|Dunedin is New Zealand’s oldest city; it is also the most eclectic one
New Zealand, to me, will always seem other worldly with its breathtaking landscapes, sparse population (after all, I come from a land of a billion people) and extraordinarily low crime rate.
Dunedin is New Zealand’s oldest city; it is also the most eclectic one. A southern treasure trove of indie nightlife, indigenous wildlife, cutting edge fashion and historic architecture.
The Scottish settlement of Dunedin, Otago, dates back to the 1840s. Its grand, ruler-straight Edwardian and Victorian street-scapes are a legacy of the Central Otago gold boom, but with a modern day population of 100,000 the vibe is that of an easy-going provincial hub. Inland from the coastal centre is the ruggedly beautiful, sparsely populated Central Otago region, a favourite of artists, orchardists and red grape winemakers. Take a roadie to discover its big skies and haunted country pubs, or head to the ski towns of Queenstown and Wanaka amid the Southern Alps, a couple of lakes spectacularly framed by purple-hued mountain ranges.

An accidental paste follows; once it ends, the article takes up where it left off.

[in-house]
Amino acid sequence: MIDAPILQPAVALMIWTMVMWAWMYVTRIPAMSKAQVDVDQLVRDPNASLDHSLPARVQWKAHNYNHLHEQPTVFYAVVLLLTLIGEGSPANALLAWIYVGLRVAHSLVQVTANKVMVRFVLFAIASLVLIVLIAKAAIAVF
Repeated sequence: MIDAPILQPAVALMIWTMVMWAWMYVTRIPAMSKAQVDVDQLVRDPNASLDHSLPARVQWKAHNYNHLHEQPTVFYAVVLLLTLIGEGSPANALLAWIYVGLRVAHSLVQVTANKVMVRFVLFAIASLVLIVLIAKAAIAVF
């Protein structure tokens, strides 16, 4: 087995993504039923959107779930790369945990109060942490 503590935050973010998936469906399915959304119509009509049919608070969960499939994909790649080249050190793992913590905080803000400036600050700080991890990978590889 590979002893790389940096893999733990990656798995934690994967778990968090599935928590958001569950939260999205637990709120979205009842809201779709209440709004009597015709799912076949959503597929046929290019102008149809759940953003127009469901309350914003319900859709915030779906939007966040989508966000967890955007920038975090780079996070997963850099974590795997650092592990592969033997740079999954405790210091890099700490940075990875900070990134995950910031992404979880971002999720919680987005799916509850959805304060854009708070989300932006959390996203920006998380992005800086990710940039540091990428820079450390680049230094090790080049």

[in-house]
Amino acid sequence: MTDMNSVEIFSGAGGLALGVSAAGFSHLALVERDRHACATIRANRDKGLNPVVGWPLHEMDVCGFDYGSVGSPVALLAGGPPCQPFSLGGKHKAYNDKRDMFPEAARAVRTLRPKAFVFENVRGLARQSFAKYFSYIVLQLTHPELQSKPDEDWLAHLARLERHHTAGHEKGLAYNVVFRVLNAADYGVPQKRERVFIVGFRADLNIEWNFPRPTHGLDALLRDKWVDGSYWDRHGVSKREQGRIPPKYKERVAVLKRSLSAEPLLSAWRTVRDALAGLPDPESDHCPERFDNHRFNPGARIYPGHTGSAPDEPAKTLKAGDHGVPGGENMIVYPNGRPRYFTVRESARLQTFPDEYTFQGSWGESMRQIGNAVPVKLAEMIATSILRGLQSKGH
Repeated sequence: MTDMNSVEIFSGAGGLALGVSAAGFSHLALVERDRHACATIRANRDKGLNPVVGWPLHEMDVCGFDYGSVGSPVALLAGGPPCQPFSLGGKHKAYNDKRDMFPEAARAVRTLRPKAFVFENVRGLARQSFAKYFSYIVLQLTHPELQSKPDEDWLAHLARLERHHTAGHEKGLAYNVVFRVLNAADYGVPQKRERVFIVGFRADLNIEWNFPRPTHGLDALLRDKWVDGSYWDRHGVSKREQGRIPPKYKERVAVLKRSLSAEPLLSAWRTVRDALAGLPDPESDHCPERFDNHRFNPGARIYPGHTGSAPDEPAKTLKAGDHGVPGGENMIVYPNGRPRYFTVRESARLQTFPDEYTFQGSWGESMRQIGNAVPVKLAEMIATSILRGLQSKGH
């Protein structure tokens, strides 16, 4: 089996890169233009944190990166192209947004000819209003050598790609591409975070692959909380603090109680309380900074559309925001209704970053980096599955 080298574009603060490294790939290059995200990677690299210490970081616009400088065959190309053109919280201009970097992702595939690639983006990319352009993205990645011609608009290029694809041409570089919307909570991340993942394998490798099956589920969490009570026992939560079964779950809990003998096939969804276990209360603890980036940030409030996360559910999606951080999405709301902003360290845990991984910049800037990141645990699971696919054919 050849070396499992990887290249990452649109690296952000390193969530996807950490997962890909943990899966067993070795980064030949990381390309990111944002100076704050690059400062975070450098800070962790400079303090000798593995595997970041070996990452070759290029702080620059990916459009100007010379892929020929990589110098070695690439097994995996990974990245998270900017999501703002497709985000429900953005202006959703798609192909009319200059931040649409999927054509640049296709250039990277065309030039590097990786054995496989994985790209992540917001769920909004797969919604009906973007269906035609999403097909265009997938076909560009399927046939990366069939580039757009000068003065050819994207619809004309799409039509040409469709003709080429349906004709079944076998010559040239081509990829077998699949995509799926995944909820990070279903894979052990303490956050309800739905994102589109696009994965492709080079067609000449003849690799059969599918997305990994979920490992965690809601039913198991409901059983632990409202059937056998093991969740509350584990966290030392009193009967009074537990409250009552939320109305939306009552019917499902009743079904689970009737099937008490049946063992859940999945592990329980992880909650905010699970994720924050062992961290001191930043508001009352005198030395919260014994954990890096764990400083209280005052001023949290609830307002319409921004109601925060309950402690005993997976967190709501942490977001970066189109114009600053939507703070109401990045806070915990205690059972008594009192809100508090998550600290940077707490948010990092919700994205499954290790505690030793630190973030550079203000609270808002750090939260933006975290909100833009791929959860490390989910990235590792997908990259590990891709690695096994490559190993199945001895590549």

What to see
Great wildlife. Otago Peninsula snakes out from the city of Dunedin with its curvy backbone giving shelter to a string of unspoilt bays and beaches. It’s an eco-tourist’s dream destination with the world’s only mainland albatross colony, the world’s rarest penguin – the hoiho, punk-coiffed yellow-eyed star, wild sea lions and even the occasional leopard and elephant seal waiting to be viewed up close in their natural habitat. The rare charms of Otago Peninsula also extend to Larnach Castle, built in 1871 and a must-do for Devonshire tea and garden enthusiasts. Then you have the city’s botanic gardens too.
No matter what you do or don’t do, just don’t miss out on discovering the city’s great live music tradition at the city’s pubs along with a plate of mutton bird linguini washed down with a fine Central Otago Pinot noir.